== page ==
Why deprive students of useful writing tools on tests?
Education has a habit of presenting students with useful tools and then taking them away at test time.
It’s happening again this year.
If you have a child in public school, chances are he has caught a case of hemorrhagic fever. Ohio high school students, for example, take or prepare to take various state-required course completion tests and College Board advanced level exams, many of which involve writing.
While the content of each writing assessment may be different, one thing is sadly common: students may not be using tools considered fundamental for nearly all working writers.
The tests prohibit students from taking advantage of spell-checking programs, online dictionaries, or online thesaurus. They can’t even use physical dictionaries and thesaurus.
By the way, the old-school plural of “thesaurus” is “thesaurus,” which I looked up online while typing this article, which students would be prohibited from doing on a writing test.
In some cases, even typing, a common typesetting method since the late 1800s, is prohibited. This, in an education system that prioritized typed work for decades, and was so high-tech just two years ago that teachers were delivering programs via Zoom links.
But when the high-stakes tests roll around, it’s back to the Stone Age.
Just as unfortunate as the banning of various lexicographical tools is the failure to give students time to do more than rudimentary review. No more peer reviews and thoughtful reassessment of problematic sentences. No one can phone a friend on the AP English Language trial, although peer assessment is an integral part of this program throughout the year.
There are purists – I know you’re there, I can feel your hot breath on my neck – who argue that spell checkers and review time lead to end products that don’t reflect what students know, but are more a function of the skill with which they take advantage of various resources.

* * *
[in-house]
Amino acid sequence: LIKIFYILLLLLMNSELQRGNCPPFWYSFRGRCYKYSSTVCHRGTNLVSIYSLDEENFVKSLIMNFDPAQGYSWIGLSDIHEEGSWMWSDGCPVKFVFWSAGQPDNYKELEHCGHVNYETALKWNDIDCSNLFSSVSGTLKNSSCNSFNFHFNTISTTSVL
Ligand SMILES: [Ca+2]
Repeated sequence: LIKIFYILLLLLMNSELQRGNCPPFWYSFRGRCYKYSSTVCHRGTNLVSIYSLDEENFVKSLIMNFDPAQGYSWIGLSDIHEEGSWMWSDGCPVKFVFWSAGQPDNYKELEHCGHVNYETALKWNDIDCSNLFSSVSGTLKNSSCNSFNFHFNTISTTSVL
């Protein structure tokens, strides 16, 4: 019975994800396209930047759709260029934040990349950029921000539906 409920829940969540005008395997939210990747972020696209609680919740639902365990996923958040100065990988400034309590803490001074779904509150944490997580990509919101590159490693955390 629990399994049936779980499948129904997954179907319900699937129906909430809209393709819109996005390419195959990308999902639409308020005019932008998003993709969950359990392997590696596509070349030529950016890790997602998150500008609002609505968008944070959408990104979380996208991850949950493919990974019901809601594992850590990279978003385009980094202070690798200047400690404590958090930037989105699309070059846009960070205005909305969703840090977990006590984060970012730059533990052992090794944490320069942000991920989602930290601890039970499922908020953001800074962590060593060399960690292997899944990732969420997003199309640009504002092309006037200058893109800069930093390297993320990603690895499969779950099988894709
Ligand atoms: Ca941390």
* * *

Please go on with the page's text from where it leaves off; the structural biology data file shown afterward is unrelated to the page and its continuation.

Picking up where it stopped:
But when teachers and schools prioritize these resources as useful (which they are) and teach with them throughout the year (as they should), why aren’t students allowed to use them when high-stakes tests? What’s the point of preaching that the essence of good writing is rewriting if students don’t have time to do it on a test, if the first draft they’ve been taught is not a starting point, becomes the finished product?
If we trace the case for traditional paper-and-pencil samples far enough, we discover a rarely expressed fear: some unspecified future day, students will be faced with a writing task where they cannot use technology, leaving them naked with their many handwriting flaws exposed.
A similar argument has been made for many years to keep students away from calculators. It is a strange belief that their survival may one day depend on finding 18% of the 287 with only paper and pencil. But if I live in such a world, perhaps one where civilization itself has been wiped out, I’m probably too busy killing giant, mutated crickets with a rusty shovel to be too preoccupied with math.
Seriously, though, I understand that writing is produced for many reasons and under many conditions – text messages, emails, research essays, novels, and timed plays among them.
Some writing samples are intended to assess basic writing skills, while others are intended to determine more sophisticated skills. All timed trials are considered first drafts and are evaluated as such, but so what?
One of the goals of education is to produce more students who excel in writing rather than identifying those who barely pass the bar. Given this, grading writing portfolios instead of timed writing samples is much more beneficial for students and schools. Let a panel of evaluators review each student’s efforts to write arguments, analysis, and stories, as well as examples of the writing process from first draft to final draft.
Yes, it would take longer, with a much more subjective and open to bias evaluation process. These are issues that need to be resolved.
Admittedly, slapping an arbitrary number on a try is much easier and more efficient. Yet producing good writing is rarely easy or effective. Why should the evaluation process be accepted?
And if those arguments aren’t convincing, then let those who would be horrified to send even a simple email without using a spell checker be the first to share unedited text with the world, which we ask students to do. all the time on the tests.
Crickets, again, not the giant mutant kind.
Contact Chris at [email protected] On Twitter: @cschillig.